You want to make yourself noticeable and appealing for any possible opportunities. Keep your professional background, profile image, and any recent projects you’ve worked on updated. Adding life to your LinkedIn page with content and up-to-date information will help keep you fresh in people’s minds.

Don’t Undervalue Person-to-Person Interactions

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Growing your network starts in your own office or workplace. Invite your coworkers for some coffee or for a quick lunch. Use this opportunity to get to know them and initiate a beneficial relationship with them.

Reach out to people from past jobs and catch up with them in person to keep these relationships going. People you have previously worked with can be used as a great resource for referrals for future opportunities.

Don’t underestimate the value of meeting with people in person. Real life engagements and interactions truly make a difference and can make a great impact on the dynamic of your relationships.

Lend a Helping Hand

When building mutually beneficial relationships, it should be a two-way street. If you’re inclined to ask for favors, be willing to help others out as well. Lending a helping hand will encourage others to return the favor.

Simply put, don’t make it all about you when networking. Be active on your professional networks by interacting with and responding to content posted by your connections. Congratulate people on new jobs and engage with them in a positive manner. This will help establish yourself as a professional who’s supportive and happy to help others.

Don’t Overlook Your Personal Life

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Some of your best connections are found when you’re doing something outside of work. Delve into your hobbies and personal activities you enjoy. This can prove to be a great way to connect with people you have common ground with, while fulfilling your personal life at the same time.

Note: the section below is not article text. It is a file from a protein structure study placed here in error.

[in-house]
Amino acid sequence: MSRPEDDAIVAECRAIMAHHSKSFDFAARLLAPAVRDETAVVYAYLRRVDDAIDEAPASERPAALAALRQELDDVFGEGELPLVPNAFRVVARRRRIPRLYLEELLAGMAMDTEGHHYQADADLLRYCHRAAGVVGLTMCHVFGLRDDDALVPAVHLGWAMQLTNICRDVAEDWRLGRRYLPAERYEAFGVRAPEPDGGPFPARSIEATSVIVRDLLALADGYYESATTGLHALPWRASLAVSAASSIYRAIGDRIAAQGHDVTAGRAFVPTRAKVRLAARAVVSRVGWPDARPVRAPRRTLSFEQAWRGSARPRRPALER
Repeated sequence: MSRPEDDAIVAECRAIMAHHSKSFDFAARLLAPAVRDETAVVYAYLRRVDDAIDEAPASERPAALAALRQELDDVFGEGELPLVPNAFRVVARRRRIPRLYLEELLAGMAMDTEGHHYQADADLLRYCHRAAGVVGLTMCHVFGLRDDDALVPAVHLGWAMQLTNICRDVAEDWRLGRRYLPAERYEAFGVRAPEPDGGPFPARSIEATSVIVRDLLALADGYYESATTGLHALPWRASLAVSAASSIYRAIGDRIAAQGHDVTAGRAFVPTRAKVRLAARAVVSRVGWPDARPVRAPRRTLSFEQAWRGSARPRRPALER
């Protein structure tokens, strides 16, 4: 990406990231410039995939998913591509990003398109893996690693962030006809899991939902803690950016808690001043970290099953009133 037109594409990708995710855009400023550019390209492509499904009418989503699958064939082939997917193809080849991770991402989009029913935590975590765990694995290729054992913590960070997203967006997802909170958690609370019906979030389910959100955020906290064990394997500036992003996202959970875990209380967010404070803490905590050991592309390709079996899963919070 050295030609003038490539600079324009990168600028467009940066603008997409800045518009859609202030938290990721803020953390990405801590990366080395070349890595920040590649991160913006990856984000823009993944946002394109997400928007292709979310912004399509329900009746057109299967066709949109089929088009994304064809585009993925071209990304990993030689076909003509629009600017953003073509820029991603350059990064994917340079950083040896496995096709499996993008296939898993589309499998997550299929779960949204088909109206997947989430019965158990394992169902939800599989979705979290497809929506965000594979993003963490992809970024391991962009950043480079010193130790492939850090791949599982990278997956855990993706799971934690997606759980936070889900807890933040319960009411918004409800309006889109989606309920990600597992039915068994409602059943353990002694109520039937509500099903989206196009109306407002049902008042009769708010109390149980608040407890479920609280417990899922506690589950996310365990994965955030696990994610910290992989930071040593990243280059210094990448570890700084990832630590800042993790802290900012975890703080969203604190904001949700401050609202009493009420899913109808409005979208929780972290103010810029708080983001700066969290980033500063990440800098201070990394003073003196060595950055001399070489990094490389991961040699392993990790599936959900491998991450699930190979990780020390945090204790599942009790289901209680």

Whether it’s a yoga class or a book club, you can encounter people who may surprise you to be valuable connections.

Don’t be Afraid to Reach Out

If you’re proactively taking control of your career and network, don’t hesitate in reaching out and asking other people to help you make connections or for referrals.

A friendly message on LinkedIn can help you become acquainted with someone that could possibly refer you in the future. As long as it’s done in a tasteful manner, you have nothing to lose and potentially a lot to gain. However, don’t use this as an excuse to spam potential connections – this is a quick way to turn them off.

Conclusion

Marketing search firms recognize that networking requires constant energy and attention. It should indeed be something you are always working on as a marketer because a wide network of valuable connections can truly pay off in the long run.

Continue to establish your credibility as a marketing expert by building meaningful relationships and becoming well-connected in your industry. A conscientious effort in nourishing and building your networking can potentially help you land your dream job in the near future.